Canada’s privacy commissioner said Wednesday that Facebook has resolved concerns she raised a year ago over third-party access to the social networking service’s users.
Jennifer Stoddart said in a statement that changes Facebook put in place met privacy expectations under Canadian law.
Before the changes, users who wanted to play games or access third-party applications had to make all of their information available. In May, Facebook changed its policy, requiring applications to tell users what parts of their profile the applications want to access and to get permission to access them.
Facebook also changed its privacy settings to give users more control over what information they share and with whom.
“We’re also pleased that Facebook has developed simplified privacy settings and has implemented a tool that allows users to apply a privacy setting to each photo or comment they post,” Stoddart said.
But Stoddart said her agency is looking into other complaints, including Facebook’s invitation feature and the “Like” buttons on other websites that tell users’ Facebook friends what they like there.
She said she has asked Facebook to “continue to improve its oversight of application developers” and cautioned Facebook against making more types of information available to everyone on the Internet without giving its users control over that information through its privacy settings.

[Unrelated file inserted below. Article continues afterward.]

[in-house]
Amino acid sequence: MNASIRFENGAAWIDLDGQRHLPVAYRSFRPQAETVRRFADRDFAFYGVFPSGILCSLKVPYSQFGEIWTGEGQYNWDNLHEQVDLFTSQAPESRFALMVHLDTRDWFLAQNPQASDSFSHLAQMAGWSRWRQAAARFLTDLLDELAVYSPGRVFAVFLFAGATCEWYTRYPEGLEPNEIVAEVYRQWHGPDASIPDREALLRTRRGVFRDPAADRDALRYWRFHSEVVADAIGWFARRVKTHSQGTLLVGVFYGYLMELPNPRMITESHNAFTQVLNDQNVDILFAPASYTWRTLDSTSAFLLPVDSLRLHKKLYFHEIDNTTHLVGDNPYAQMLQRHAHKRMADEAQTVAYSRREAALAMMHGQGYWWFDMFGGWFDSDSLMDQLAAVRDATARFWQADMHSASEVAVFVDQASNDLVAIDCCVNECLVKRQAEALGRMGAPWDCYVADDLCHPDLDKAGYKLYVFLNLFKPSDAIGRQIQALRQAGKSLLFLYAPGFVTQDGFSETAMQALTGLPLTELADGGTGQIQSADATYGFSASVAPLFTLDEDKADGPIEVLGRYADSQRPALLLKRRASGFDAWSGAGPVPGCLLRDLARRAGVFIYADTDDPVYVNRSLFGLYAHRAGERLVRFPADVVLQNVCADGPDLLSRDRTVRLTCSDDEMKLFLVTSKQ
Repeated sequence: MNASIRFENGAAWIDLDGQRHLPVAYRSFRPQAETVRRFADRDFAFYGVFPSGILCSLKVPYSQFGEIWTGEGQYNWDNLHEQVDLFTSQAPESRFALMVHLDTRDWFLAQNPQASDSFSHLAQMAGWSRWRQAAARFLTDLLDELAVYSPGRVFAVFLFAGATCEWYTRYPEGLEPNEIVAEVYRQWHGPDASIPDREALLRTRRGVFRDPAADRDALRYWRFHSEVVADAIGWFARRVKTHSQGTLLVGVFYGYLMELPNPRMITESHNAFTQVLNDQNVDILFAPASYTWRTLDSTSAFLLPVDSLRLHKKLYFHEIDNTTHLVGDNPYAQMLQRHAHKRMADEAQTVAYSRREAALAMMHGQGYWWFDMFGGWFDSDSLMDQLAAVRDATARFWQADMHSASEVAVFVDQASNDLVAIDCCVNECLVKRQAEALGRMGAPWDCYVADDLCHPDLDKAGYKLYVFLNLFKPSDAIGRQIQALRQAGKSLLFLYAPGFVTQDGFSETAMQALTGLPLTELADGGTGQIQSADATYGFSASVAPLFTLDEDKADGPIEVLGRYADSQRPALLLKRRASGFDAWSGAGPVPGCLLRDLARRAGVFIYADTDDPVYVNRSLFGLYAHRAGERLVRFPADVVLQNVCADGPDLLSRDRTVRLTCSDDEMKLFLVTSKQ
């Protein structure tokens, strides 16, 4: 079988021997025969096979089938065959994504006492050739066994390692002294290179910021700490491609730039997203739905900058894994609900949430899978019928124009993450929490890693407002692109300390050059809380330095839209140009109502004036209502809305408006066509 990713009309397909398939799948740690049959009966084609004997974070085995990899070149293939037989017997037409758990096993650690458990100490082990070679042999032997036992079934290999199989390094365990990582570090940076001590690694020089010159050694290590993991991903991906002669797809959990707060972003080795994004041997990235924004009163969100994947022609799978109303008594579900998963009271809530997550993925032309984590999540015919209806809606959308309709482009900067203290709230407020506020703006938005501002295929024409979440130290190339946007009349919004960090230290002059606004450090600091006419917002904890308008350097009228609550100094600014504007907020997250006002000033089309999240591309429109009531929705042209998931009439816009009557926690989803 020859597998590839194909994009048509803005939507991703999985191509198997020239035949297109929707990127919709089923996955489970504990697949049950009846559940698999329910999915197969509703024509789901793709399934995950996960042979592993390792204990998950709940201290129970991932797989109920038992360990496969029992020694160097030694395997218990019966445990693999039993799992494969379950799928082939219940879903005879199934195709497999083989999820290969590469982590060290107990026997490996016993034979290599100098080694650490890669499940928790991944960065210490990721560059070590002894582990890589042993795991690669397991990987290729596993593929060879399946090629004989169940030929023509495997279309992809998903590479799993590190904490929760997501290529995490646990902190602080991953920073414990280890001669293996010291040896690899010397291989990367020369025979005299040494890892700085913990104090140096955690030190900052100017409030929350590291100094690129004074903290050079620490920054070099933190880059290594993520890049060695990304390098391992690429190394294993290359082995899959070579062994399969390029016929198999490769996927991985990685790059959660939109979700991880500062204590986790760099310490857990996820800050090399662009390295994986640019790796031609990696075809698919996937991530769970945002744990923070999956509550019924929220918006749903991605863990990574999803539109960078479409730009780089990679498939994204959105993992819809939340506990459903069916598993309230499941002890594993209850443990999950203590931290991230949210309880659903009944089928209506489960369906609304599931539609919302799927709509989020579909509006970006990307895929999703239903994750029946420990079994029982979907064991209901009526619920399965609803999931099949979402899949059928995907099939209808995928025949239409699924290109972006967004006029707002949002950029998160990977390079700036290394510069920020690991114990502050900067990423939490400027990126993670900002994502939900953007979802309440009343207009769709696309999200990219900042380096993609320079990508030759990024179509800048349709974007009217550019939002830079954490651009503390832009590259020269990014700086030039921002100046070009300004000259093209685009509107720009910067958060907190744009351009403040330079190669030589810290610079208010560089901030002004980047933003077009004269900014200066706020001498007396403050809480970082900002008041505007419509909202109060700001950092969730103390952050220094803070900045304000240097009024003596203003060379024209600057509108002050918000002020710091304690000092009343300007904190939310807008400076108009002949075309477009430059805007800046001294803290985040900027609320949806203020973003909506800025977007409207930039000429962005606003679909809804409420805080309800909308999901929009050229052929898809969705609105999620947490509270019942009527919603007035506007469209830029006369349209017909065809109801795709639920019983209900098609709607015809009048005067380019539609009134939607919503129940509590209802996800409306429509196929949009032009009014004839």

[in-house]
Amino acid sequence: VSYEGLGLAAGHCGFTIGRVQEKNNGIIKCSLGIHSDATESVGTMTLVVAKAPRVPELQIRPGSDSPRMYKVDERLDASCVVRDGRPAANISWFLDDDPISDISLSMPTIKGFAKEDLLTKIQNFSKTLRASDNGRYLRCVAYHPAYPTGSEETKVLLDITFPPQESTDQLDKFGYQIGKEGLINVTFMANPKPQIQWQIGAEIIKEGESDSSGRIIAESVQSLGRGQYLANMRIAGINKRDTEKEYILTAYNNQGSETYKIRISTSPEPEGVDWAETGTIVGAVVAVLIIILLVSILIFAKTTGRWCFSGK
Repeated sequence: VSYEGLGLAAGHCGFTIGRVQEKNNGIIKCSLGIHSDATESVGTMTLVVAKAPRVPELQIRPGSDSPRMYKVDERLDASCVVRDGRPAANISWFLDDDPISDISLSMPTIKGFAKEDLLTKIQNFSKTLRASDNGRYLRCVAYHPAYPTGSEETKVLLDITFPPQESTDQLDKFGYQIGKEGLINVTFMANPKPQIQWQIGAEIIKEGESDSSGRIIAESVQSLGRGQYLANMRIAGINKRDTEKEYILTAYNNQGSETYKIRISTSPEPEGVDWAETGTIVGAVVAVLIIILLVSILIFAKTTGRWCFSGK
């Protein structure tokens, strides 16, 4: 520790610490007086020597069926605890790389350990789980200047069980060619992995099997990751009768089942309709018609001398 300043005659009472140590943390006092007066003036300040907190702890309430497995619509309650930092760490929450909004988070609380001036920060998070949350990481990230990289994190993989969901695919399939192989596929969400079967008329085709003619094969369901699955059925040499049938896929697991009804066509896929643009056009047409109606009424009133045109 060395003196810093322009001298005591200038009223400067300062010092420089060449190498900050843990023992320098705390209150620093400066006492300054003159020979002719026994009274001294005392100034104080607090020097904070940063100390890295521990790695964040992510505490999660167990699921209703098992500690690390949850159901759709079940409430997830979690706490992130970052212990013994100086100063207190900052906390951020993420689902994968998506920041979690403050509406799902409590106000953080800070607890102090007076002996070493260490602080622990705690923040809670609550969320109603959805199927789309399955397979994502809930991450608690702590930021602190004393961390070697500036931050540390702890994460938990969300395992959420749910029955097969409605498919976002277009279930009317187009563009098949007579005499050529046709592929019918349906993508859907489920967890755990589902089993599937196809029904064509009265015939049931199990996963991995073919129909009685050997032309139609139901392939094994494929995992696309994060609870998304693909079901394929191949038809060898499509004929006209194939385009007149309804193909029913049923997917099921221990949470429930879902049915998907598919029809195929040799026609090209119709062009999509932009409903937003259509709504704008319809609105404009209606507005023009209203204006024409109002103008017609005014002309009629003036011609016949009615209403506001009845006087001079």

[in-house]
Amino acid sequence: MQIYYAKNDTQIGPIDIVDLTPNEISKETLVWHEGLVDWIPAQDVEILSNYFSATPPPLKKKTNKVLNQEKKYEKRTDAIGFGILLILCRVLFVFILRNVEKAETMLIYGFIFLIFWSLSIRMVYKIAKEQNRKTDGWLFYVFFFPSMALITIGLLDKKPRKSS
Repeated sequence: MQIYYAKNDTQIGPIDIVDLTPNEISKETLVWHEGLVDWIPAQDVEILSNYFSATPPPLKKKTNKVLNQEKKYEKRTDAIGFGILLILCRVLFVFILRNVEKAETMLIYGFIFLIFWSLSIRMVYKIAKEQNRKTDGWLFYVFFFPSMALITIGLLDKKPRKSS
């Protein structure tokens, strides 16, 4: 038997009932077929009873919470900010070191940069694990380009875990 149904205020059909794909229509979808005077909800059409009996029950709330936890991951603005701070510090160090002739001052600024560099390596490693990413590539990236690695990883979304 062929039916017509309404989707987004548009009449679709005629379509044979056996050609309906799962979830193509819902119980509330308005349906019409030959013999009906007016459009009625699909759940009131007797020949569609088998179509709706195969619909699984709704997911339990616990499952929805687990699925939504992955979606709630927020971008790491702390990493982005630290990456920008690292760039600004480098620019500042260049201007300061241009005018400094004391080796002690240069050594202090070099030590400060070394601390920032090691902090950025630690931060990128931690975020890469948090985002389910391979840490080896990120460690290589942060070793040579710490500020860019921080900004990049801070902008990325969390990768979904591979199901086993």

“Facebook is constantly evolving and we are actively following the changes there — as well as on other social networking sites,” Stoddart added. “We will take action if we feel there are potential new violations of Canadian privacy law.”
Facebook, which has more than 500 million users worldwide, 15 million of whom are in Canada, has drawn increased scrutiny from regulators in the United States and abroad over privacy concerns. Facebook is not alone: Google and other large Internet companies also have wrestled with complaints.
Facebook’s privacy officer, Michael Richter, said giving its users control over their information “has always been a priority for Facebook,” and that the company has taken significant steps to help users better understand and control that information.
“Making the privacy controls on Facebook comprehensive and easy to understand is an important part of our commitment to giving every person the power to control their own Facebook experience, and will continue to be even though this investigation ... has been concluded,” Richter said.